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What are the rules on accessing the UK health service if you live in Spain?

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What are the rules on accessing the UK health service if you live in Spain?
NHS hospitals won’t turn you away if you cannot prove residency, but they may present you with a bill. (Photo by JUSTIN TALLIS / AFP)

If you're British and live in Spain you will previously have been registered with the NHS, but once you move abroad things change. Here's what this means for accessing UK healthcare both on a regular basis and if you have an accident or fall sick while on a visit back to the UK.


The NHS is described by the British government as a “residence-based health service” which means that if you don’t live in the UK you’re not automatically entitled to NHS care, even if you are a British citizen and even if you still pay tax in the UK.

However funding, access and care rules can vary depending on your circumstances.


Healthcare for Brits in Spain

In order to have access to Spain’s public health system, you need to make social security contributions. 

If you have a contract job in Spain, these contributions will be paid by your employer. If you’re registered as a self-employed worker (aútonomo), then it will be who pays these contributions as a monthly fee. If you have a Spanish pension, then you’re also covered.

If you are a UK pensioner, student or posted worker, it’s likely that the UK will continue to pay for your healthcare through the S1 system.

However, being covered by S1 doesn’t mean that you remain registered with the NHS – S1 is meant for non-UK residents.  

So, once you have your S1 form, you can then register for a public health card in your region of Spain and have the same access to Spanish public healthcare as Spaniards, but it’s the UK government which reimburses your healthcare costs to Spain.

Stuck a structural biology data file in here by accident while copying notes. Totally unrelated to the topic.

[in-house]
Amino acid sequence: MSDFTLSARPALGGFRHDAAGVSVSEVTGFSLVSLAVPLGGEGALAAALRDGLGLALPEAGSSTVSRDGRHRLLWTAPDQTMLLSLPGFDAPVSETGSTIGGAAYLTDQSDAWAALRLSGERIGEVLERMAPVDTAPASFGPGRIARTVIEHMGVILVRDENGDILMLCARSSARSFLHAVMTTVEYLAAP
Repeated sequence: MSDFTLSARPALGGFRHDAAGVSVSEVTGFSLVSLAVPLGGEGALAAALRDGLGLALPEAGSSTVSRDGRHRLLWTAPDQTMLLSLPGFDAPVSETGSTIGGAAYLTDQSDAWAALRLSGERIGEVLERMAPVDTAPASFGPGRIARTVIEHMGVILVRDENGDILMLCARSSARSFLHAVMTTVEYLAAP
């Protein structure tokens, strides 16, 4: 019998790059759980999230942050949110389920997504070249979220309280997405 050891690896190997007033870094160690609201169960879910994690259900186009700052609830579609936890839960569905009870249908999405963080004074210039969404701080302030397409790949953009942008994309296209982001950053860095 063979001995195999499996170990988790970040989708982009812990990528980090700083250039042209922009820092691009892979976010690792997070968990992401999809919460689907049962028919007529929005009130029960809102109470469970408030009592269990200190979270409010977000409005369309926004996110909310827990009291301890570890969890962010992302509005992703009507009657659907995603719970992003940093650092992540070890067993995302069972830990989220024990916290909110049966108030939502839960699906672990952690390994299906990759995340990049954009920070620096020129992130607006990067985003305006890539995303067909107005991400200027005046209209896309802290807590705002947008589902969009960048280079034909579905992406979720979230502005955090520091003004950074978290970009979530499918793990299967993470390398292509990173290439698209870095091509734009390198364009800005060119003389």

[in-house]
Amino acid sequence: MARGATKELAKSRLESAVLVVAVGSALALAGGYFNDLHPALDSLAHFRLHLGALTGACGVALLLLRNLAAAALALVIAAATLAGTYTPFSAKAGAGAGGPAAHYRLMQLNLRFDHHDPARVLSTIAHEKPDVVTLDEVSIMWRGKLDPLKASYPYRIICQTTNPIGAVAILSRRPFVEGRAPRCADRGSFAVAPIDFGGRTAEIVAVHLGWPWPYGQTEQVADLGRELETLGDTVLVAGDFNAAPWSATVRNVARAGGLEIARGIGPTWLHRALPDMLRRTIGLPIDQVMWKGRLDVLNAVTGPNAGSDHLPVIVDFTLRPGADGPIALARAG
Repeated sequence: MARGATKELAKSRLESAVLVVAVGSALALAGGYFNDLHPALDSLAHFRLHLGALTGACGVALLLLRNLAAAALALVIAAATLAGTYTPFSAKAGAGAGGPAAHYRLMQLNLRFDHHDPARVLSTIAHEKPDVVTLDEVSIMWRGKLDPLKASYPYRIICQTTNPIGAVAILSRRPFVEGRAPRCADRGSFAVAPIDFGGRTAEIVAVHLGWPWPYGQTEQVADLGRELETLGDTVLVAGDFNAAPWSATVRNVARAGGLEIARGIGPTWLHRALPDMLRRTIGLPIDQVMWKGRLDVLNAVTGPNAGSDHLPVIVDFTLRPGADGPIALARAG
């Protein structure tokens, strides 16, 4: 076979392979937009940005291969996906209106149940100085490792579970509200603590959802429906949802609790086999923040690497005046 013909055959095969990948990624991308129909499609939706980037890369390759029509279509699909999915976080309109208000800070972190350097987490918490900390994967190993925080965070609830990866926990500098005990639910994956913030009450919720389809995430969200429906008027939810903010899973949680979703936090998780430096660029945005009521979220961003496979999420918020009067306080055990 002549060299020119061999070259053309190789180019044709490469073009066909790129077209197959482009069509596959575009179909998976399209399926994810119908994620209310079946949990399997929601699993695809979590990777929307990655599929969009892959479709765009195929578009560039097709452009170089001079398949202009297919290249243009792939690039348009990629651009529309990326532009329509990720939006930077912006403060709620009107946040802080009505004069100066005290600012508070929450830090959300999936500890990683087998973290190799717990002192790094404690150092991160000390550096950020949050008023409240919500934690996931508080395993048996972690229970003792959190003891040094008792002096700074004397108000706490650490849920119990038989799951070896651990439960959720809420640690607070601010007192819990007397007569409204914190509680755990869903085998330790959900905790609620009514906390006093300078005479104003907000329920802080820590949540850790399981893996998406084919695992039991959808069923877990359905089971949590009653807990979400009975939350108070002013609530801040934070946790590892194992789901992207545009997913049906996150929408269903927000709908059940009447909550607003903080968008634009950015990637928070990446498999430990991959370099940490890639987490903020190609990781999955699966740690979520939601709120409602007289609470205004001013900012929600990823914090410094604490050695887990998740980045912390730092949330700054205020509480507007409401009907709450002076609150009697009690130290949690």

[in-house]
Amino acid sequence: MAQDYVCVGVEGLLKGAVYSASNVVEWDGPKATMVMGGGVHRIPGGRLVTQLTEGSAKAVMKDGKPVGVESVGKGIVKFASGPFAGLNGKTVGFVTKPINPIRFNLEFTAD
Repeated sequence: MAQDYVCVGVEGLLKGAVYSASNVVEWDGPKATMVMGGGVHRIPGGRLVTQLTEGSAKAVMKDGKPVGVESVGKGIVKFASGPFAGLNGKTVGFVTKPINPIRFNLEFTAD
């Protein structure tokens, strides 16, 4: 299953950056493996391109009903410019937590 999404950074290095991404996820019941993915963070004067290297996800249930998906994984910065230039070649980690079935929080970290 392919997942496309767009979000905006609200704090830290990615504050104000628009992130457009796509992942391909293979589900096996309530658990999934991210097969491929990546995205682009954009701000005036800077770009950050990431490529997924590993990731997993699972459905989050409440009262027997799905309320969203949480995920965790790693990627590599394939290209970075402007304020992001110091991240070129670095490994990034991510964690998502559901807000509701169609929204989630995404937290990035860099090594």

READ ALSO: The steps to apply for the S1 form for UK state pensioners in Spain

If you’re a UK national who wants to move to Spain post-Brexit but doesn’t intend to work in Spain, you will have to get comprehensive private healthcare with the same coverage as public healthcare offers, something difficult and costly for those with pre-existing health conditions. 

Fortunately, after a year of residence in Spain, you can apply for the convenio especial (special agreement), a scheme where you pay either a monthly social security fee of €60 if you are under 65, or €157 if you are over 65, to get full access to public healthcare. 

READ ALSO: What are the pros and cons of Spain’s convenio especial?


Can I stay registered with my UK GP?

No, you need to have a local UK address to be registered with an NHS GP. In practice, many people don’t get around to telling their GP that they have moved and so stay registered for months or even years, but technically you should notify your GP so that you can be removed from the NHS register. 

Even if you do remain registered with a UK GP, they won’t be able to issue prescriptions for you in Spain as most UK GPs are not licensed to practice outside the UK – therefore are not covered by insurance.

If you are on regular medication, it may be possible for your GP to issue you with an advance stock of medication to cover you while you get settled in Spain, but many prescriptions are limited to a maximum of three months.